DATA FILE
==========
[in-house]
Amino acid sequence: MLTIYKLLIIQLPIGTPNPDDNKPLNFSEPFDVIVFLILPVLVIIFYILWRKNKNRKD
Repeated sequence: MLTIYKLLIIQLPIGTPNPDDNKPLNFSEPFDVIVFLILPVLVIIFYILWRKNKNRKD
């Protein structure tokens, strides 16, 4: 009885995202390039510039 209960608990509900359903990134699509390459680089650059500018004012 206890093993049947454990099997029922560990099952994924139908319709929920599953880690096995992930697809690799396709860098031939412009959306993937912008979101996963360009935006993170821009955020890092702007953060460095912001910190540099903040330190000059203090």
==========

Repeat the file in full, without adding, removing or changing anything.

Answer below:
[in-house]
Amino acid sequence: MLTIYKLLIIQLPIGTPNPDDNKPLNFSEPFDVIVFLILPVLVIIFYILWRKNKNRKD
Repeated sequence: MLTIYKLLIIQLPIGTPNPDDNKPLNFSEPFDVIVFLILPVLVIIFYILWRKNKNRKD
């Protein structure tokens, strides 16, 4: 009885995202390039510039 209960608990509900359903990134699509390459680089650059500018004012 206890093993049947454990099997029922560990099952994924139908319709929920599953880690096995992930697809690799396709860098031939412009959306993937912008979101996963360009935006993170821009955020890092702007953060460095912001910190540099903040330190000059203090």